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Defense expert says murder suspect was beset with psychological disorders

Todd Winkler is led into El Dorado County Superior Court by Eric Schlueter, one of his defense attorneys, on Tuesday in Placerville.
Todd Winkler is led into El Dorado County Superior Court by Eric Schlueter, one of his defense attorneys, on Tuesday in Placerville.

A defense psychiatrist, summoned to probe the mind of Todd Winkler, testified Wednesday that the former Air Force fighter pilot was suffering from multiple psychiatric disorders when he killed his wife in their Cameron Park home.

Dr. Frank Lossy said Winkler was afflicted with a condition called dissociative disorder during the struggle that ended when he plunged a pair of scissors into the neck of Rachel Winkler, 37, on February 27, 2012.

Lossy also said Todd Winkler suffered from competing personality traits – one wanting to be a hero and the other motivated toward violent anger by a sense of failure.

The 90-year-old psychiatrist, an academic researcher in psychiatry and neurology who has been a psychiatrist for 60 years, also testified that Winkler had an even rarer condition, called conversion disorder. He said the disorder caused Winkler’s emotionally conflicted mind to overrule his body, disabling his right arm and hand and rendering him mute as he struggled with Rachel over the scissors.

Winkler, a pharmaceutical executive, had testified Tuesday that he became physically “exhausted” in the confrontation with his spouse, who was half his size. He said he feared he might die and that he ultimately killed Rachel with the scissors – grasped with his left hand – as she was begging to live.

On the witness stand Wednesday, Lossy said Winkler’s reported loss of control of his right side during the struggle was a physical manifestation of “an attempt to defend oneself against an unacceptable inner conflict” in his mind.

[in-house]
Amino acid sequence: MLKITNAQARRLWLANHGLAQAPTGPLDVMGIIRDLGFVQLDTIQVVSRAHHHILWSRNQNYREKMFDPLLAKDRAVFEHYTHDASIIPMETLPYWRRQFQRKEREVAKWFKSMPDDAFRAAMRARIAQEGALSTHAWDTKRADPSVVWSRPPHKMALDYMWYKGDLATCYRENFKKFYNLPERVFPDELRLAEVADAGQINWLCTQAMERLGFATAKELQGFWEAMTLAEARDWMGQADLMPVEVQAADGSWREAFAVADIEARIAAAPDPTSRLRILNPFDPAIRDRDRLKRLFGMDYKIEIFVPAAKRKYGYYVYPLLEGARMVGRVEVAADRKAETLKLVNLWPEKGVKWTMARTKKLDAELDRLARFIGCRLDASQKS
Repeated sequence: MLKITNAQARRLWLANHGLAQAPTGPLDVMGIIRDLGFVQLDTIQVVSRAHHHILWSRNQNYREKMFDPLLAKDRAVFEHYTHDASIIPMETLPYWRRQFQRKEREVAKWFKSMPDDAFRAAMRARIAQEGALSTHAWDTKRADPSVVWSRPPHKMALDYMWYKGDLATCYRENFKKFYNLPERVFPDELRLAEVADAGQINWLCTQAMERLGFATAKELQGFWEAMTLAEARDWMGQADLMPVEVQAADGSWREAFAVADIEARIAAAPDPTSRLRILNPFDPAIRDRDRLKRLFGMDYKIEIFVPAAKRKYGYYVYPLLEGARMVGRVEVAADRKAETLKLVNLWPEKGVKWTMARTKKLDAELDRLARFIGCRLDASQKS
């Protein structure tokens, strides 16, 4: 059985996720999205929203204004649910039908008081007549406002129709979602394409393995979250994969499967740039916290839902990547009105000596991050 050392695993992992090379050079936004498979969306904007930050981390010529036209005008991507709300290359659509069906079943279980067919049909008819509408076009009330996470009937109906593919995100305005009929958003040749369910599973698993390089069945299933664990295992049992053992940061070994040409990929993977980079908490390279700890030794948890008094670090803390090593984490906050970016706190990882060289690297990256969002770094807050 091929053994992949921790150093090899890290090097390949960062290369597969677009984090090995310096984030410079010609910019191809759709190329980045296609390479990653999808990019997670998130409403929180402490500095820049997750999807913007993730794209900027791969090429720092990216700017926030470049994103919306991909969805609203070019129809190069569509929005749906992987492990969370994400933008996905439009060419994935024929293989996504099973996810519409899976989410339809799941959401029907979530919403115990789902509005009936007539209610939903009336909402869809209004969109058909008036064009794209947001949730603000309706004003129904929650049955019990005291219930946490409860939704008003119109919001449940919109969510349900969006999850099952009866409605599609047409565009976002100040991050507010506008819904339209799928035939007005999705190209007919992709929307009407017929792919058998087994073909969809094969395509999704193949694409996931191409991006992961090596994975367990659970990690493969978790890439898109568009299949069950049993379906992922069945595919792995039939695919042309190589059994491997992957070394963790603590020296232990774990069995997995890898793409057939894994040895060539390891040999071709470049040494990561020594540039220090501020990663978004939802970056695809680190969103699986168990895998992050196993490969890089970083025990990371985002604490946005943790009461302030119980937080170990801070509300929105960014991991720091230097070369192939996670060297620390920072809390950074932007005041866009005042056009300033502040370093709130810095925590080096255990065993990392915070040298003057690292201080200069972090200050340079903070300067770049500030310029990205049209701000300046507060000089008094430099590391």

He said Winkler entered an alternative reality as a result of dissociative disorder, in which a sudden, “intense anger” overrides the ability to restrain dangerous psychological seeds “of becoming hurtful and violent.”

In aggressive cross-examination, prosecutor Lisette Suder wasn’t having any of it.

She depicted Lossy, a paid witness who interviewed Winkler for 10 hours and reviewed his psychiatric records, as an enabler for a defense strategy to hide Todd Winkler’s history as a liar and manipulator and to explain away the brutal killing of Rachel Winkler.

She asked the psychiatrist whether he looked for another psychiatric condition – called malingering. Reading from psychiatric literature in the courtroom, Suder said the condition includes faking the “signs and symptoms of a mental disorder” for financial gain or avoiding a difficult situation such as “a legal problem.”

Lossy said his interview of Winkler and reviews of his psychiatric records indicated that Winkler had no such condition.

He testified that Winkler’s dissociative disorder revealed itself during an emotional breakdown in 1992, when Winkler was stationed in Japan as an Air Force F-16 fighter pilot in a squadron known as the “Fighting Samurai.”